Skip to main content

Thank you for visiting You are using a browser version with limited support for CSS. To obtain the best experience, we recommend you use a more up to date browser (or turn off compatibility mode in Internet Explorer). In the meantime, to ensure continued support, we are displaying the site without styles and JavaScript.

Seroprevalence of immunoglobulin M and G antibodies against SARS-CoV-2 in China

An Author Correction to this article was published on 18 August 2020

This article has been updated


Detection of asymptomatic or subclinical novel human coronavirus SARS-CoV-2 infection is critical for understanding the overall prevalence and infection potential of COVID-19. To estimate the cumulative prevalence of SARS-CoV-2 infection in China, we evaluated the host serologic response, measured by the levels of immunoglobulins M and G in 17,368 individuals, in the city of Wuhan, the epicenter of the COVID-19 pandemic in China, and geographic regions in the country, during the period from 9 March 2020 to 10 April 2020. In our cohorts, the seropositivity in Wuhan varied between 3.2% and 3.8% in different subcohorts. Seroposivity progressively decreased in other cities as the distance to the epicenter increased. Patients who visited a hospital for maintenance hemodialysis and healthcare workers also had a higher seroprevalence of 3.3% (51 of 1,542, 2.5–4.3%, 95% confidence interval (CI)) and 1.8% (81 of 4,384, 1.5–2.3%, 95% CI), respectively. More studies are needed to determine whether these results are generalizable to other populations and geographic locations, as well as to determine at what rate seroprevalence is increasing with the progress of the COVID-19 pandemic. Serologic surveillance has the potential to provide a more faithful cumulative viral attack rate for the first season of this novel SARS-CoV-2 infection.


The novel human coronavirus SARS-CoV-2 is a highly contagious virus, and its disease, COVID-19, can lead to significant morbidity and mortality in a proportion of patients1,2,3. On 12 March 2020, the World Health Organization declared it a global pandemic4. As of 12 May 2020, there were more than 4.2 million confirmed infections globally in more than 180 countries with over 290,000 deaths (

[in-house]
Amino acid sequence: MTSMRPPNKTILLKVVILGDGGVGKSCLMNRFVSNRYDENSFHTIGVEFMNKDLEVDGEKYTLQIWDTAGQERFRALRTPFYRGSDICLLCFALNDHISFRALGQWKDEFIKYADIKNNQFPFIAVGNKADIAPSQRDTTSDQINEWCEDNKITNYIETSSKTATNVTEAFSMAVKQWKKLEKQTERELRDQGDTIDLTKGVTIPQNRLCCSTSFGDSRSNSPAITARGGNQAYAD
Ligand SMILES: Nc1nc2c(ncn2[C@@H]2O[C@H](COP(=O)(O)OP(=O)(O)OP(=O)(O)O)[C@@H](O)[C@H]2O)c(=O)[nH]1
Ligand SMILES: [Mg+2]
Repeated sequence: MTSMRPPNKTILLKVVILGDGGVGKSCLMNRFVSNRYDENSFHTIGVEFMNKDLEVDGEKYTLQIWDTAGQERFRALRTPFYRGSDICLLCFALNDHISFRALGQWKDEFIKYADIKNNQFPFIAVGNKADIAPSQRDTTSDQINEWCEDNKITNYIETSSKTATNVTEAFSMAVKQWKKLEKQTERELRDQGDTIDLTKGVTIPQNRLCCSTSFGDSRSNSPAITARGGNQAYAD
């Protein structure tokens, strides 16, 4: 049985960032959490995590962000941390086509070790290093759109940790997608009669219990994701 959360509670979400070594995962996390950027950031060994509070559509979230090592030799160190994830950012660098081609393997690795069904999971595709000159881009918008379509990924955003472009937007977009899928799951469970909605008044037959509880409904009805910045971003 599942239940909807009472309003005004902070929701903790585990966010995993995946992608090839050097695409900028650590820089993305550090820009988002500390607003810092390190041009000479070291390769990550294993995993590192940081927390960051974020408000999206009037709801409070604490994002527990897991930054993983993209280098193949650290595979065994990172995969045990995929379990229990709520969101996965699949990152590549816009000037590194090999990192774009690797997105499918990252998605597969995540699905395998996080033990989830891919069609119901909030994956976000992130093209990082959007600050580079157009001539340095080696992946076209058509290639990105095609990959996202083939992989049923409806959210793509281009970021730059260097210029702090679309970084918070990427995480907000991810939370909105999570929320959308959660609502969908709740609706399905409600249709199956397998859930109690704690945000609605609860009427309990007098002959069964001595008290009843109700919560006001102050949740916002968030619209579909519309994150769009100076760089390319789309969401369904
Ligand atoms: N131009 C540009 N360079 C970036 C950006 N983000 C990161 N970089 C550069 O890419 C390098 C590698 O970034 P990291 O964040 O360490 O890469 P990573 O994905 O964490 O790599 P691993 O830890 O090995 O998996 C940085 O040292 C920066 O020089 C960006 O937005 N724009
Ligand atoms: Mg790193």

Detection of SARS-CoV-2 in asymptomatic individuals5,6 suggests that subclinical active infection might be an important contributor to this outbreak. Currently, reported cases of COVID-19 are mainly limited to symptomatic individuals, those having close contact with confirmed patients and those with a history of travel to the epidemic regions, and the diagnosis is usually based on a viral RNA test by reverse transcription polymerase chain reaction (RT–PCR) that appears to be sensitive to the assay method and the timing of specimen collection, transportation and storage7,8. As such, a large number of subclinical and asymptomatic infected individuals might have been undetected.

Assessing the cumulative prevalence of SARS-CoV-2 infection will help our understanding of the epidemiology of the outbreak, the contagiousness of SARS-CoV-2 and the immunity to COVID-19 in both the vulnerable and general populations9,10. The serological test for the presence of antibodies (IgM or IgG) against SARS-CoV-2 might provide a more accurate estimate of the cumulative prevalence of SARS-CoV-2 infection in a population compared to the viral test, as the antibodies against the virus, in particular IgG, are likely to persist for a longer period of time after the viral infection is cleared. In this study, we conducted a serological survey using a validated assay for IgM and IgG antibodies against the recombinant antigens containing the nucleoprotein and a peptide from the spike protein of SARS-CoV-211, in a total of 17,368 individuals from four different geographic locations and different populations in China. The survey was conducted between 9 March 2020 and 10 April 2020.